record lows,’ Jon Dinges, director of resource management, wrote to
the water management district’s governing board. “The drought has
become severe since the permit was issued, thus requiring a
reduction of the (average daily withdrawal) to ensure resource
But in January 2003 when it came before the regulators — all
appointed by Jeb Bush — they refused to follow water staff
recommendations after Nestlé threatened to reduce the size of the
plant it would build in Madison if their water allotment was reduced
from the Bruic allotment.
Enterprise Florida, the governor’s politically appointed business
development agency supported Nestlé’s argument at the meeting.
“We have been working with representatives of the company for
about two months, in trying to secure 300 jobs that will be present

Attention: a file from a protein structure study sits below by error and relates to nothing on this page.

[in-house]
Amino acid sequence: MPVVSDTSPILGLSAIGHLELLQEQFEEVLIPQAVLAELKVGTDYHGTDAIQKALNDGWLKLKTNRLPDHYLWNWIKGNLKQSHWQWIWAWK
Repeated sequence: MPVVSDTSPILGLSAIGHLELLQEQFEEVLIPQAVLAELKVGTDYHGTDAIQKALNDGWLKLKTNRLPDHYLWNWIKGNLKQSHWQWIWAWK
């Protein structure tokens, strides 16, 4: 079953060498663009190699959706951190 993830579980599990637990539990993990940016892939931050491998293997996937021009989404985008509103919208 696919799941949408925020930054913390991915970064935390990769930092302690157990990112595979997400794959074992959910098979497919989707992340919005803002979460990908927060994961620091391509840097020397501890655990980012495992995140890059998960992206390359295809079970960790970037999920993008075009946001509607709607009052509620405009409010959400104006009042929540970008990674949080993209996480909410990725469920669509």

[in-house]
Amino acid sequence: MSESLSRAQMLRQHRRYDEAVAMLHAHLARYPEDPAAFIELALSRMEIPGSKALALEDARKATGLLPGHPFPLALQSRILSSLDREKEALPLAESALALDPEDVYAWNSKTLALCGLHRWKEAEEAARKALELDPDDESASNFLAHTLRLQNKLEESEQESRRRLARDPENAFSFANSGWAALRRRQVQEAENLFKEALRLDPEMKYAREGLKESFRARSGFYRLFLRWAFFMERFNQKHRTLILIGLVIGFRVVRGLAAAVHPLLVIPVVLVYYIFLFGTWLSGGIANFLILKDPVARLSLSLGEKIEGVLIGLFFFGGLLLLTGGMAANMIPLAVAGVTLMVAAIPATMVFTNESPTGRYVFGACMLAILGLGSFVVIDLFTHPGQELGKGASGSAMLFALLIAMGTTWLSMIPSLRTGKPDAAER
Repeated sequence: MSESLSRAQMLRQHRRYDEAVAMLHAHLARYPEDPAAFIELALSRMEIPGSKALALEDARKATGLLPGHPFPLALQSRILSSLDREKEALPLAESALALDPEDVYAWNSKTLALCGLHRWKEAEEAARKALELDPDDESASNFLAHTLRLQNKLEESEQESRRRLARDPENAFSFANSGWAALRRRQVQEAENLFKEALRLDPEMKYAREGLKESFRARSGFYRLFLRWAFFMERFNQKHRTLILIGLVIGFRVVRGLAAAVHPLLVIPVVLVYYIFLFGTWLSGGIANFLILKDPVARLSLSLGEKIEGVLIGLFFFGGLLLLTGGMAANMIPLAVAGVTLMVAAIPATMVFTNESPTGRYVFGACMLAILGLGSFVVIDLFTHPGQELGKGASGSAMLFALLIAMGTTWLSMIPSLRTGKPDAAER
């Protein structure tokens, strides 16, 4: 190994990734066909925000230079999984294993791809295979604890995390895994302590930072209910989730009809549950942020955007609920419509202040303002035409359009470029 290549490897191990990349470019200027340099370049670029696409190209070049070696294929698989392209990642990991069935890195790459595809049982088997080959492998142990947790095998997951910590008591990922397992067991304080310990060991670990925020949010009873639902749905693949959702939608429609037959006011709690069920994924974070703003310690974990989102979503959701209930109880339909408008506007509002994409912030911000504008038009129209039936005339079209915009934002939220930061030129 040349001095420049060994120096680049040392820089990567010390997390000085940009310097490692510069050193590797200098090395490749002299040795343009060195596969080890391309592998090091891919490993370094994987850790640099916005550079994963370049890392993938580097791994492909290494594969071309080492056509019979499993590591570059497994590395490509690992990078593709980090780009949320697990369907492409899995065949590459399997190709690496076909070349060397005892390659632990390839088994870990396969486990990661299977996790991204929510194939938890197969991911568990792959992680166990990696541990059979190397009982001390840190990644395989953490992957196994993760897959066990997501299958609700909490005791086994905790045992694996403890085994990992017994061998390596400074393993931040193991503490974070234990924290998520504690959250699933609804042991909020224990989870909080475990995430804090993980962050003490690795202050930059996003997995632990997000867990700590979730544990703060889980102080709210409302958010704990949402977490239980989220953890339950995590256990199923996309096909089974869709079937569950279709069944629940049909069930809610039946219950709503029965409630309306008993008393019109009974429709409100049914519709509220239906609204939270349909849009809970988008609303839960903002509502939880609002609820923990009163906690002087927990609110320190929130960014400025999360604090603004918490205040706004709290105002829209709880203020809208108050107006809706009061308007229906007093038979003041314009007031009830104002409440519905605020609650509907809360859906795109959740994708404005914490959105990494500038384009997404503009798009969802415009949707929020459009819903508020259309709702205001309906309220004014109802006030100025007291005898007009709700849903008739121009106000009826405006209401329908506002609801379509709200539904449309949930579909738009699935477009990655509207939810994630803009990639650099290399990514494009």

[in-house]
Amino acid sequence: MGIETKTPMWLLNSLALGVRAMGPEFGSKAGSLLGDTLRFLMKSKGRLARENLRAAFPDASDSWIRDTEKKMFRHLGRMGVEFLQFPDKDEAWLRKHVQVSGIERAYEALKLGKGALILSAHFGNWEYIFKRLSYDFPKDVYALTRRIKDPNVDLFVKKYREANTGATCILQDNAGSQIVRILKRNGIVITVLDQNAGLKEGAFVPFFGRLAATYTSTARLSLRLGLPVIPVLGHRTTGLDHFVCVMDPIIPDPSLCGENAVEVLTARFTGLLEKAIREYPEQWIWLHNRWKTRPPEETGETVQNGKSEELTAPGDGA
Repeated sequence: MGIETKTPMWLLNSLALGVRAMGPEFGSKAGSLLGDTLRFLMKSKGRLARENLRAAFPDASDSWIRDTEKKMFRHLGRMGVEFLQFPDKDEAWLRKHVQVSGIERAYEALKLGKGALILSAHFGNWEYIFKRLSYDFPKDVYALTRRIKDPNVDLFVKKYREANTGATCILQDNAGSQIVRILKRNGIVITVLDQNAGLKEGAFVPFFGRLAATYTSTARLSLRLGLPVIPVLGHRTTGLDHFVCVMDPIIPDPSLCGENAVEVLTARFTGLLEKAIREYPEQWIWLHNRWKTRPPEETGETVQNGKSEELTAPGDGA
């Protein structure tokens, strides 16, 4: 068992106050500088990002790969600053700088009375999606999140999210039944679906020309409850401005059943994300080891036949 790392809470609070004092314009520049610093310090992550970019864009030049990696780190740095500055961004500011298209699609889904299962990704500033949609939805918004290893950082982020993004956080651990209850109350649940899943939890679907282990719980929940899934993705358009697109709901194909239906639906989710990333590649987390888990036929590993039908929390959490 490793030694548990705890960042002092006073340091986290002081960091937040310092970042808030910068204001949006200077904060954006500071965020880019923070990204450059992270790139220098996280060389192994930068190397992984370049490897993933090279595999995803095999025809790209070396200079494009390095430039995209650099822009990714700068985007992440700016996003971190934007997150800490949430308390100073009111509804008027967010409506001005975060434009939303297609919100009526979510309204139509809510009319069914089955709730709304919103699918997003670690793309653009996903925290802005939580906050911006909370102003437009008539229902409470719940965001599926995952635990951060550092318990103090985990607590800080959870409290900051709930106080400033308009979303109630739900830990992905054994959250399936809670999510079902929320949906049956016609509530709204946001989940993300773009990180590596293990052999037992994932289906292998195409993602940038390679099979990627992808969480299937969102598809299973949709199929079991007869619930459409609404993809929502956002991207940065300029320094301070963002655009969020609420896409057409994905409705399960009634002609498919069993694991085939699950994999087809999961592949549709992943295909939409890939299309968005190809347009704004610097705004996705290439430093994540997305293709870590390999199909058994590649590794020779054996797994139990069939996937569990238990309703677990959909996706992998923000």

at this facility upon build out,” Bridget Merrill of
Enterprise Florida told the board. “It is with certainty that
the company has to proceed.”
Just like Spectra Energy’s Andrea Grover says the Sabal Trail
fracked methane pipeline is “moving on”.
That would cross
the Withlacoochee River only a few miles south of Madison Blue Spring.
Jennifer Tanner at the Valdosta Daily Times wrote, “Blue
Spring Park in North Florida is a place frequented by Valdostans of
many ages. A half-hour drive south is worth the hours of fun to be
found in the cool water of the spring and the warm sun that shines
through the trees.” But Tommy Greene admits that the Blue
Springs, since it became a state park in 2005, is not the same deep
blue pool it was when he was a young man swimming there. “It’s
down by at least twenty feet.”
Some south Georgia residents are not complaining —with good
reason. Many of the 200 jobs provided by the company (fewer than
half the number originally promised in Madison and Lee, Florida)